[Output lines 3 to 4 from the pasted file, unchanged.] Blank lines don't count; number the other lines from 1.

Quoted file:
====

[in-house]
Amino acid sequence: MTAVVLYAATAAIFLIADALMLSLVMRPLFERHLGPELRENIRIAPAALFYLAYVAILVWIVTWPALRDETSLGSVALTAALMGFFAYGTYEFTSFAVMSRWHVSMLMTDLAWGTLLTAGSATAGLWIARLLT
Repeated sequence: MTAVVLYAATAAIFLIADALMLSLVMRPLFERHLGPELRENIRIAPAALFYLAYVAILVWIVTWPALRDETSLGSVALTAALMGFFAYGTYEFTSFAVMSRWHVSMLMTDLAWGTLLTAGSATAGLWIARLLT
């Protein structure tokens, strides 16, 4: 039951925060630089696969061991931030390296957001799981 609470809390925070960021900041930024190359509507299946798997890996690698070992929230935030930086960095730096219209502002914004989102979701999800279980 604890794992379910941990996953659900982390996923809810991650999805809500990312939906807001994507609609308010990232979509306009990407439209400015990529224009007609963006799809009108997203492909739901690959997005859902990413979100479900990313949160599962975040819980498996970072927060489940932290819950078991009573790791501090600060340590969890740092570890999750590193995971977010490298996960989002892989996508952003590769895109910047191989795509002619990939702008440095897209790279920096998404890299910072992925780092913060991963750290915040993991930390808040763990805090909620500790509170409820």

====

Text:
Repeated sequence: MTAVVLYAATAAIFLIADALMLSLVMRPLFERHLGPELRENIRIAPAALFYLAYVAILVWIVTWPALRDETSLGSVALTAALMGFFAYGTYEFTSFAVMSRWHVSMLMTDLAWGTLLTAGSATAGLWIARLLT
């Protein structure tokens, strides 16, 4: 039951925060630089696969061991931030390296957001799981 609470809390925070960021900041930024190359509507299946798997890996690698070992929230935030930086960095730096219209502002914004989102979701999800279980 604890794992379910941990996953659900982390996923809810991650999805809500990312939906807001994507609609308010990232979509306009990407439209400015990529224009007609963006799809009108997203492909739901690959997005859902990413979100479900990313949160599962975040819980498996970072927060489940932290819950078991009573790791501090600060340590969890740092570890999750590193995971977010490298996960989002892989996508952003590769895109910047191989795509002619990939702008440095897209790279920096998404890299910072992925780092913060991963750290915040993991930390808040763990805090909620500790509170409820």